Book Review – Nowhere But Here by Katie McGarry


Blurb from Goodreads:

Seventeen-year-old Emily likes her life the way it is: doting parents, good friends, good school in a safe neighborhood. Sure, she’s curious about her biological father—the one who chose life in a motorcycle club, the Reign of Terror, over being a parent—but that doesn’t mean she wants to be a part of his world. But when a reluctant visit turns to an extended summer vacation among relatives she never knew she had, one thing becomes clear: nothing is what it seems. Not the club, not her secret-keeping father and not Oz, a guy with suck-me-in blue eyes who can help her understand them both.

Oz wants one thing: to join the Reign of Terror. They’re the good guys. They protect people. They’re…family. And while Emily—the gorgeous and sheltered daughter of the club’s most respected member—is in town, he’s gonna prove it to her. So when her father asks him to keep her safe from a rival club with a score to settle, Oz knows it’s his shot at his dream. What he doesn’t count on is that Emily just might turn that dream upside down.

No one wants them to be together. But sometimes the right person is the one you least expect, and the road you fear the most is the one that leads you home.

My review:

A brand new series from Katie McGarry is definitely worth looking at.

I’d like to preface this honestly. In that, I bought this book with the main reason that I would receive a copy of Chasing Impossible which is about Logan & Abby. If you look at my previous reviews of McGarry’s books, you will understand that I begged (BEGGED) her to write about Logan. It comes out in July and I’m on pins and needles with anticipation.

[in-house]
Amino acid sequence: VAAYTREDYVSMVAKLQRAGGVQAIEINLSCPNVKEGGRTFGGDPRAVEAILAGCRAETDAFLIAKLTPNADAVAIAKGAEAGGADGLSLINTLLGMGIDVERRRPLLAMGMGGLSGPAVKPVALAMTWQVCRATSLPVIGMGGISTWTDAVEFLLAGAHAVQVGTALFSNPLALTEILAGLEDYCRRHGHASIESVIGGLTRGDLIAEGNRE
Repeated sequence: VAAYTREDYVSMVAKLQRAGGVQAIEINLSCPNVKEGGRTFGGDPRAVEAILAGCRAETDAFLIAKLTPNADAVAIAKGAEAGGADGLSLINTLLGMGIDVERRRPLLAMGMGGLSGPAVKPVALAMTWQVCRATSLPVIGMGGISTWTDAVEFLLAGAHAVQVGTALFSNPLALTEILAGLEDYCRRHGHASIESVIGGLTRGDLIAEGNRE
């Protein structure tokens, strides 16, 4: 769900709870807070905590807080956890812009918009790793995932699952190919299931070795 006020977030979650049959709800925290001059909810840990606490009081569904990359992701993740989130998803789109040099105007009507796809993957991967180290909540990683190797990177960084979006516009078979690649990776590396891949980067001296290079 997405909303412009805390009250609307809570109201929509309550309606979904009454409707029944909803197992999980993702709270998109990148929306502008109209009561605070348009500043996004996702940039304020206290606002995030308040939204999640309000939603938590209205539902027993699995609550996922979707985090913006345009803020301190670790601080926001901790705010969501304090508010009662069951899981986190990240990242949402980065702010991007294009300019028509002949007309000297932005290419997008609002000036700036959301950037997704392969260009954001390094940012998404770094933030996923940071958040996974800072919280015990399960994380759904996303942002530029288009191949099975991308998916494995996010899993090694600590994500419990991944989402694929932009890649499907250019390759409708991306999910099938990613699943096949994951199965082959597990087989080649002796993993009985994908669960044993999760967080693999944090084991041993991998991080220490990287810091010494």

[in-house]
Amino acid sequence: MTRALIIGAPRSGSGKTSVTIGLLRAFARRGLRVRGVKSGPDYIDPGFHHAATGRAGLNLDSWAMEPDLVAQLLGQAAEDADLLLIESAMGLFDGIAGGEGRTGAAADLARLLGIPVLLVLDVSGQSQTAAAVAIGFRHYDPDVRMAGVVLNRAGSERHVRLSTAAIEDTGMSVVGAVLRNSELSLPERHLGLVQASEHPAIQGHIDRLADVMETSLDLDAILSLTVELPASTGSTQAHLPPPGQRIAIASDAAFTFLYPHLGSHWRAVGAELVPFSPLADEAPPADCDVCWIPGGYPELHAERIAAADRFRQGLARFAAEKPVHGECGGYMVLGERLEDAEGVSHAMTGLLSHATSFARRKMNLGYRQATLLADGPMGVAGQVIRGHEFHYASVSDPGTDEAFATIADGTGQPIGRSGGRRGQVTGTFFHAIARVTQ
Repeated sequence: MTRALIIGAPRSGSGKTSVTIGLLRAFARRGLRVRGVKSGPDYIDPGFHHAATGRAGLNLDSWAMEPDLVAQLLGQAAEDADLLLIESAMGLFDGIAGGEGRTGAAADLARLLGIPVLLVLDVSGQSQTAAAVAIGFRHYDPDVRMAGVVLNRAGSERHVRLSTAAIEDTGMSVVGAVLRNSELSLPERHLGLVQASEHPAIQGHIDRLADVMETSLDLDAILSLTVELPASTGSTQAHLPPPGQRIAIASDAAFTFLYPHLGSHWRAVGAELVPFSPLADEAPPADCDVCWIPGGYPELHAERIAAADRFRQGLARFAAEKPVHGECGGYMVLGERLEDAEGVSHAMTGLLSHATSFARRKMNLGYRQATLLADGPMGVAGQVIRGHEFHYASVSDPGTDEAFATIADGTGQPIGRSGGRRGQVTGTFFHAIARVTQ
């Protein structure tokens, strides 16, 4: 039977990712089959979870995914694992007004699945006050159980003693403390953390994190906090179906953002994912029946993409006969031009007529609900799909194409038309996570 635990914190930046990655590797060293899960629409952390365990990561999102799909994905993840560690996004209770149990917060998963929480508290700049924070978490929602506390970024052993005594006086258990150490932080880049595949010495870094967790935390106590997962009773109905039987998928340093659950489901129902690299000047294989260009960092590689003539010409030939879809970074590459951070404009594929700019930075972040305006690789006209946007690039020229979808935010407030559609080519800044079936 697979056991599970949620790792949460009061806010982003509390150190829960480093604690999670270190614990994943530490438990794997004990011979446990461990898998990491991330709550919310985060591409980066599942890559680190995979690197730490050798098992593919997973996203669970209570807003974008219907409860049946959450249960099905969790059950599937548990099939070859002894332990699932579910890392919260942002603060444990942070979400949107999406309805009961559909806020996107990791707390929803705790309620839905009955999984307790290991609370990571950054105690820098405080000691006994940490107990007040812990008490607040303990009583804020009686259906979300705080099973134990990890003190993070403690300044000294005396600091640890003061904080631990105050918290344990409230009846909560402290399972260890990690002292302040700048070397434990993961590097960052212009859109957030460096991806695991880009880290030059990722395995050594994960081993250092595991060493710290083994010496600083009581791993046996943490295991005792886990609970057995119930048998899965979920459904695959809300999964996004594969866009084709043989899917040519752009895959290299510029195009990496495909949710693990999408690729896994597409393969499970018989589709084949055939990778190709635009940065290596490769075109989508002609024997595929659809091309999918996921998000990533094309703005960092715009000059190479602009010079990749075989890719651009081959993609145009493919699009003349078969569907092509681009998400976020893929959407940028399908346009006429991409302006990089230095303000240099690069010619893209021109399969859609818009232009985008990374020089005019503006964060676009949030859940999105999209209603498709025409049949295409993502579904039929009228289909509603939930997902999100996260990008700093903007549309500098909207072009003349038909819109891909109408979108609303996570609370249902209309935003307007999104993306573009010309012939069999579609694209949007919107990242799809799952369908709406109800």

The motorcycle club setting intrigued me. I watched some of Sons of Anarchy and I was pretty sure that McGarry wouldn’t be quite as detailed as the show was/is, but nevertheless, this had elements of intense loyalty required of a motorcycle club member. I know no different, but it seemed legit. Kudos to this world she created.

I enjoyed this more than my last McGarry book (Take Me On), but sadly, I wasn’t sucked in and blown away as I was by Pushing the Limits and Dare You To (my two faves). It’s one of those things that I can’t really pinpoint as to why. Is it because I’m changing as a reader because her style and story seems much like the first ones I adored? Or is that why? It’s nothing new? Or is it that her stories have changed and I can’t connect with them like I used to?

I found the characters rather frustrating. Both Oz and Emily are extremely judgmental when first meeting. Which okay, I get why, but it annoyed me so much. The secrets that were kept definitely kept me reading, but once the reveal happened, I found it unfocused(?) and confusing. Maybe I read it too fast (I do that with her books generally).

Or maybe, I realized that I can’t recommend this book to any of my students. I recommended PTL & DYT because I thought the issues they dealt with were worth some of the steaminess that may or may not be appropriate. I like that McGarry drags me in as a reader to the heated romances of teenagers because I feel its all-encompassing intensity. This had much the same, but more detail than earlier ones. And that’s not what I expected.

The romance in this is heated. It’s INSTANT attraction, which okay, but it’s so, so based on the physical (which again, is typical of her books) that it left a bad taste in my mouth. I like that both characters grow and that relationship develops into something deeper, but I can’t recommend it to my students. It pushes past what I feel comfortable endorsing.

I wish that McGarry would tackle two characters who don’t immediately want each other. A girl that a guy doesn’t look at and think ‘great curves’. Maybe a guy who isn’t perfectly formed in every way. Seeing two characters fall for each other with those obstacles would be fun.

I get that that is not the point of this genre or her books. I know. And she does this style so well.

But it’s my review, right? I can hope.

Rating *** (out of five)

© ecnewman, 2015. Unauthorized use and/or duplication of this material without express and written permission from this author and/or owner is strictly prohibited.

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